Part of the Early Years Foundation Stage (EYFS) curriculum is known as the ‘Characteristics of Effective Learning’ (COEL) which focuses on how children are learning to learn, rather than what they are learning.
These are divided into three areas:
|Playing and Exploring||Active Learning||Creating and Thinking|
|Finding out and exploring
Playing with what they know
Being willing to ‘have a go’
|Being involved and concentrating.
Keeping on trying.
Enjoying achieving what they set out to do.
|Having their own ideas
Choosing ways to do things
The EYFS is made up of seven all important and interconnected areas of learning. There are three prime areas and four specific areas of learning.
The three prime areas are particularly crucial for igniting children’s curiosity and enthusiasm for learning and for building their capacity to learn, form relationships and thrive. These three areas, the prime areas, are:
|Personal, Social and Emotional Development||Communication and Language||Physical Development|
|Self-confidence and self-awareness.
Managing feelings and behaviour
|Listening and attention
|Moving and handling
Health and self-care
Pupils need to be secure in all three of these areas before they are ready to learn more traditional academic skills such as reading and writing.
There are four specific areas through which the three prime areas are strengthened and applied. These are;
|Literacy||Mathematics||Understanding of the World||Expressive Arts|
Shape, space and measures
|People and communities
|Exploring and using media and materials
None of these areas can be delivered in isolation from the others. They are equally important and depend on each other. All areas are delivered through a balance of adult led and child initiated activities. In each area there are Early Learning Goals (ELGs) that define the expectations for most pupils to reach by the end of the EYFS.
During this first year in school, we capture the natural enthusiasm and inquisitiveness of pupils to ensure that they develop an independence and interest in learning. This gives pupils the firm foundation required as they move on to the next key stages of the curriculum. They are encouraged to discover the excitement that can be found in learning new ideas and concepts. They are given the opportunity to develop the broader skills of independence in learning that will help them throughout their school career and beyond.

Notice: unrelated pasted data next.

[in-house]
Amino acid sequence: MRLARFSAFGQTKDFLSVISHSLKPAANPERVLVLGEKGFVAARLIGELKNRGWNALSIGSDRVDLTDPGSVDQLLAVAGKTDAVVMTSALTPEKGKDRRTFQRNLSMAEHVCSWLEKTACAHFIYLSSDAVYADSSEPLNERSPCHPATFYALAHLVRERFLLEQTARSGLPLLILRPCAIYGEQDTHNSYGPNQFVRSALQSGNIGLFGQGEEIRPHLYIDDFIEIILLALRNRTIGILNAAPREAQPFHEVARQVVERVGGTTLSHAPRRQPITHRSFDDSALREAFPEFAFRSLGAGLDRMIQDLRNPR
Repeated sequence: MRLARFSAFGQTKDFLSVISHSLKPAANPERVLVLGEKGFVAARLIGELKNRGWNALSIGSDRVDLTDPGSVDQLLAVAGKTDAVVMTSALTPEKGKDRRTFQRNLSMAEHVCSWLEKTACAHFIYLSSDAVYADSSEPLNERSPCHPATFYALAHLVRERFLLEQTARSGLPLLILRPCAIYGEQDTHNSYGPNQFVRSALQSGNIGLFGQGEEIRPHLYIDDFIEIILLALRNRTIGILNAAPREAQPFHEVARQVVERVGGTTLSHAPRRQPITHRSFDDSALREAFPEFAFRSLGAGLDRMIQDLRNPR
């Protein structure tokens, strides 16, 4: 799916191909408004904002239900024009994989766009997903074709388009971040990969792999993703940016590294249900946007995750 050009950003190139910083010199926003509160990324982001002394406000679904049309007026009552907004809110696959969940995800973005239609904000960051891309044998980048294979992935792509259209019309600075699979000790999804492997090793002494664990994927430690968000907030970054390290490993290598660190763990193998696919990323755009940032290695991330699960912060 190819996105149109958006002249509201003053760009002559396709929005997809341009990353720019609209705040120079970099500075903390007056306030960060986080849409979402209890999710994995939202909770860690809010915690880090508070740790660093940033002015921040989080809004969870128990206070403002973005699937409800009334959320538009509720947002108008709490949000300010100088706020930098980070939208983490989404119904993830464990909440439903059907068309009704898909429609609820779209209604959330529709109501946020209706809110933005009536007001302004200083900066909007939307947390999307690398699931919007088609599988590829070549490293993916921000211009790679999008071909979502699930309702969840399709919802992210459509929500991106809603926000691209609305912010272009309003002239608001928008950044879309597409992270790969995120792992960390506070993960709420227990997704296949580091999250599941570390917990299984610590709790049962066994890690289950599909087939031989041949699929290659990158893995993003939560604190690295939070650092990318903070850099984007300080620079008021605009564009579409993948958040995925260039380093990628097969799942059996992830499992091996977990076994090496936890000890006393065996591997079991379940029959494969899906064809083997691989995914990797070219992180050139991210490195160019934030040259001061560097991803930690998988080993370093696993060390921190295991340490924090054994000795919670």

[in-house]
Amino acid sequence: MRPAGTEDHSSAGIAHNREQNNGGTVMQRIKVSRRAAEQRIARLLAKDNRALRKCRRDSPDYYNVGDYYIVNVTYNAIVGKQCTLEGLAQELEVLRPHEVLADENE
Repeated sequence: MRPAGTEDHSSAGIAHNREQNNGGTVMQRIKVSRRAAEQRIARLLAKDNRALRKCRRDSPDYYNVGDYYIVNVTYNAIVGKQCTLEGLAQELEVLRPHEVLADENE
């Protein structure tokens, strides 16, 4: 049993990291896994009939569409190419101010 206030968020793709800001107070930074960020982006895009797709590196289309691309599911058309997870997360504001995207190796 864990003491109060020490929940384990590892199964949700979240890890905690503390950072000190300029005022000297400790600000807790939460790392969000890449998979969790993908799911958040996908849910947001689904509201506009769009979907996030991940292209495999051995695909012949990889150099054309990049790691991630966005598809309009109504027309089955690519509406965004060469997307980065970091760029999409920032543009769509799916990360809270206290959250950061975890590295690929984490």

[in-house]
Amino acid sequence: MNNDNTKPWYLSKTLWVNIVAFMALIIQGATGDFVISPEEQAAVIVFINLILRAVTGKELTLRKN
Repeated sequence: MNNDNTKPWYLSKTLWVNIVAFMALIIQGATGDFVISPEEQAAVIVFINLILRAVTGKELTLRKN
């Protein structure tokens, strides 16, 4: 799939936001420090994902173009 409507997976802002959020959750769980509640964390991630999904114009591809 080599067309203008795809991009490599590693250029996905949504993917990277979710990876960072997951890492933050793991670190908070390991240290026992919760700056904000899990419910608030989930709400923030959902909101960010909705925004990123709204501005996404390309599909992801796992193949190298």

Early phonics is taught through Letters and Sounds. By the end of Year R all pupils have experienced Phases 1-4, in order to ensure they are on track to achieve the expected standard in the Year 1 phonics screening.
We aim to teach the majority of our curriculum through topics that will engage and excite children in their learning. We kick start each topic through a hook which is developed to capture children’s interests and imagination. The activities that are then delivered throughout the topic will be linked to the hook and lead towards a topic outcome giving the topics a real sense of purpose. Often parents will be invited to come into school to share the topic outcome and find out about the learning that has taken place.
Throughout the year there is a focus on activities that develop children’s fine and gross motor skills. These are essential skills that children need in order to write letters with control. During clever hands time children take part in hand strengthening exercises, for example, rolling, pinching and shaping playdoh or picking up small objects with tweezers.
This is the time when children are able to be in control of their own learning. They are able to follow their own lines of enquiry and explore independently. During these times children are able to move freely around the learning environment both indoors and in the outdoor classroom. We encourage the children to see the outdoor area as another classroom and not just a play area. This is because valuable learning takes place outside and it should have as equal importance as the indoor learning environment.
Although children are free to explore and be in charge of their own learning, this is not a play session and adults are in place to question, extend, challenge and support children in their learning. Great care is also taken to ensure the activities that are available to the children are carefully planned matched their current learning needs so that learning is consolidated and moved forward during independent learning time.
At the end of independent learning time children are supported to reflect on and talk about their learning. An emphasis is placed on the children talking about ‘how’ they have learnt during independent learning time highlighting to them the essentials skills needed for them to grow as successful learners throughout their lives.
Children take part in maths activities daily. These are a combination of whole class teaching and small group work. We take our time to teach numbers slowly ensuring that children have a good understanding of each number, its’ value and its’ place within the number system. There is also be a focus on learning about shapes and pattern.
Children take part in reading activities daily. These are a combination of whole class stories, small group work or one-to-one reading with an adult.
Children have daily phonics sessions as a whole class and then time to practise skills that they have learnt in smaller groups. During phonics time children practise the skills of word building, reading and writing.
Each week children are taught new sounds and some ‘tricky words’ which they need to learn to read by sights as they are not phonetically decodable.
These are activities that are planned weekly by the teachers targeting specific skills across all areas of the curriculum. These may be focused on skills that are new to the children, or skills that they need to practise.